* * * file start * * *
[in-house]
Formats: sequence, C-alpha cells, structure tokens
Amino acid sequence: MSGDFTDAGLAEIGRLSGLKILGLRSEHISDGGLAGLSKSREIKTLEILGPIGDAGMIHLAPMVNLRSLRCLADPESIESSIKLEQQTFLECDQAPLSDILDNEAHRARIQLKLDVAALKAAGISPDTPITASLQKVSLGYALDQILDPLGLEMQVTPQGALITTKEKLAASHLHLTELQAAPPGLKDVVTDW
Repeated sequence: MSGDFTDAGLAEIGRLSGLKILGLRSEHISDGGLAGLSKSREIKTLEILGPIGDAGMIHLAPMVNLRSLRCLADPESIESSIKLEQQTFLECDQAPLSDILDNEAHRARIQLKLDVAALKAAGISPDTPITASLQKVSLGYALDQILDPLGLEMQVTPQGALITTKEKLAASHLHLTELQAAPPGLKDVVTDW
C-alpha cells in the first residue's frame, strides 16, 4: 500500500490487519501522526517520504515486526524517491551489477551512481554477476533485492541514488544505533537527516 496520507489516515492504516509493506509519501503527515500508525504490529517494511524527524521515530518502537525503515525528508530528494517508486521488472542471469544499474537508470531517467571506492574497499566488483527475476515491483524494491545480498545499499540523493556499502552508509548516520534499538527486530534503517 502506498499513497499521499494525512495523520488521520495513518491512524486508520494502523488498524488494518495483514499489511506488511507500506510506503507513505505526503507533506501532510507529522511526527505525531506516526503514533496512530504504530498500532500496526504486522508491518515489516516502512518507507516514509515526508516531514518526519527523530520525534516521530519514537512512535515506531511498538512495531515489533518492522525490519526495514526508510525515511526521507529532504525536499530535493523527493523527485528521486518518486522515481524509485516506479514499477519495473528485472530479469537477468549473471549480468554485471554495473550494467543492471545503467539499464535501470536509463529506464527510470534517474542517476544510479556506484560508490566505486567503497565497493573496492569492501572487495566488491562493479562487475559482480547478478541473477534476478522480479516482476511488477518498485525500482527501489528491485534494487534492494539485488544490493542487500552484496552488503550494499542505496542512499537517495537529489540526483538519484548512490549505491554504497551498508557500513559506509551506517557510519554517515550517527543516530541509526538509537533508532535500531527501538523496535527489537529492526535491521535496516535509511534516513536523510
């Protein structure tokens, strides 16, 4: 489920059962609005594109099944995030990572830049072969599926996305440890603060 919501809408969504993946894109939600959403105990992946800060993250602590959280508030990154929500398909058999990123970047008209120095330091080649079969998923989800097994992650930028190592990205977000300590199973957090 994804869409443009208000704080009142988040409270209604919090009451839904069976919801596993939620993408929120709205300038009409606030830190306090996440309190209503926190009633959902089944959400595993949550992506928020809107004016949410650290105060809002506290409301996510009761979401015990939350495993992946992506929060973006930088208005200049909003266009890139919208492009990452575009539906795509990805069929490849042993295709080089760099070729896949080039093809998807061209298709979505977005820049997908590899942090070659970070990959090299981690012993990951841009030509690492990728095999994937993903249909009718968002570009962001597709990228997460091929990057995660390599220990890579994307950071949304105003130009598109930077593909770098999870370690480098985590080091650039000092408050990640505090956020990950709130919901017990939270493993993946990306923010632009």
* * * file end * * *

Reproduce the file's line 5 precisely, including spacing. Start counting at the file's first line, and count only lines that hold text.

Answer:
C-alpha cells in the first residue's frame, strides 16, 4: 500500500490487519501522526517520504515486526524517491551489477551512481554477476533485492541514488544505533537527516 496520507489516515492504516509493506509519501503527515500508525504490529517494511524527524521515530518502537525503515525528508530528494517508486521488472542471469544499474537508470531517467571506492574497499566488483527475476515491483524494491545480498545499499540523493556499502552508509548516520534499538527486530534503517 502506498499513497499521499494525512495523520488521520495513518491512524486508520494502523488498524488494518495483514499489511506488511507500506510506503507513505505526503507533506501532510507529522511526527505525531506516526503514533496512530504504530498500532500496526504486522508491518515489516516502512518507507516514509515526508516531514518526519527523530520525534516521530519514537512512535515506531511498538512495531515489533518492522525490519526495514526508510525515511526521507529532504525536499530535493523527493523527485528521486518518486522515481524509485516506479514499477519495473528485472530479469537477468549473471549480468554485471554495473550494467543492471545503467539499464535501470536509463529506464527510470534517474542517476544510479556506484560508490566505486567503497565497493573496492569492501572487495566488491562493479562487475559482480547478478541473477534476478522480479516482476511488477518498485525500482527501489528491485534494487534492494539485488544490493542487500552484496552488503550494499542505496542512499537517495537529489540526483538519484548512490549505491554504497551498508557500513559506509551506517557510519554517515550517527543516530541509526538509537533508532535500531527501538523496535527489537529492526535491521535496516535509511534516513536523510